Excessive artificial nighttime lighting can negatively affect human health and disturb ecosystems. A new study used remotely sensed data from an earth observation satellite to analyze the rate of increase in artificial night lights between 2012 and 2016. The used data from the Visible Infrared Imaging Radiometer Suite Day-Night Band (VIIRS DNB) via the the Suomi National Polar-orbiting Partnership (NPP) satellite. The DNB uses a sensing technique designed to capture low-light emissions (More: New map of the world’s night lights). The improved spatial resolution of near 750 meters allows for the study of night time lighting at the neighborhood level.
Changes in Artificial Lighting From 2012 to 2016
The study found that nighttime artificial lighting between 2012 to 2016 grew by 2.2% per year, with a total radiance growth of 1.8% per year. The rate of increase varied between countries. Countries experiencing conflict, such as Yemen and Syria, had a net decrease in nighttime lighting. Some of the brightest lit countries (Italy, Netherlands, Spain, and the United States) show a stabilization in night lighting. South America, Africa, and Asia exhibit a growth in nighttime illumination during the study period. Accurate results for Australia were impacted by the presence of wildfires.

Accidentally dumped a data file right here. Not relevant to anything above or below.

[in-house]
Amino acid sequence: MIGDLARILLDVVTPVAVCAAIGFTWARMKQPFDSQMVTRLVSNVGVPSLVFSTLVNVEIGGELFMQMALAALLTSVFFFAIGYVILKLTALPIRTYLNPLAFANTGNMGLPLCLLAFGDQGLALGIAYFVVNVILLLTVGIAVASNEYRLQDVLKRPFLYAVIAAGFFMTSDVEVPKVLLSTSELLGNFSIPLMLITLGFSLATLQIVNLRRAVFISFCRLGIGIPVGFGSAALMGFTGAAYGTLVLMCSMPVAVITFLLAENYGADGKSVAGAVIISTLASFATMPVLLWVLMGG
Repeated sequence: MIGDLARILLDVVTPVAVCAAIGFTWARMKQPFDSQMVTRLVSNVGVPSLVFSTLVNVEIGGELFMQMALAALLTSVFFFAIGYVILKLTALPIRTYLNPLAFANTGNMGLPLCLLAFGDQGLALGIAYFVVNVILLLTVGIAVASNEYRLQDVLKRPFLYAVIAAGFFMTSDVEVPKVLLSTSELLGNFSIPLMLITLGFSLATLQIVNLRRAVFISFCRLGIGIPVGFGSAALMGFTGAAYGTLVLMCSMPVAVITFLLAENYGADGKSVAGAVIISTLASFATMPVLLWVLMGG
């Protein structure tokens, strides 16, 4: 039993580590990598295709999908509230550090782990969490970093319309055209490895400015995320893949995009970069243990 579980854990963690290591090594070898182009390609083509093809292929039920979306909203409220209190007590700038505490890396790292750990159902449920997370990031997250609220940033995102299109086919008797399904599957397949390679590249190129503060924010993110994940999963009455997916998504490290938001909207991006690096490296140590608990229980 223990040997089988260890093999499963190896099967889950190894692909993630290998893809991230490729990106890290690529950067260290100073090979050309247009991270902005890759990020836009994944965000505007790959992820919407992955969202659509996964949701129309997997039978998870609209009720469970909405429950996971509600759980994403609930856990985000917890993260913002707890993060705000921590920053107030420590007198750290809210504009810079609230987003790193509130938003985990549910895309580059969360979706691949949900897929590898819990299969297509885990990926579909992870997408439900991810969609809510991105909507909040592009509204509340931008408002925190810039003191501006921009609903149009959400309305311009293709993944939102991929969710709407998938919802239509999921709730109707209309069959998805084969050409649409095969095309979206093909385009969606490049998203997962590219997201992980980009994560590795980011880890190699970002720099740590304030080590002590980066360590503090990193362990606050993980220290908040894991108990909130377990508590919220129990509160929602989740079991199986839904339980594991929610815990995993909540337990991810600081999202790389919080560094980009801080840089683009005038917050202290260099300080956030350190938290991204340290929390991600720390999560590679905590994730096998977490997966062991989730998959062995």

Changes in Lighting Technology
The study found that some large cities showed a decreased in light intensity in their cores but an increased in the surrounding suburban areas. One example described by the authors is the city of Milan, Italy. This was less the result of a reduced light source but a change from yellow/orange (sodium vapor) to white (LED) lighting in the city core. This in turn resulted in a lower radiance measurement due to the sensor’s lack of sensitivity to light sources in the 400 to 500 nm range.
Kyba, C. C., Kuester, T., de Miguel, A. S., Baugh, K., Jechow, A., Hölker, F., … & Guanter, L. (2017). Artificially lit surface of Earth at night increasing in radiance and extent. Science advances, 3(11), e1701528.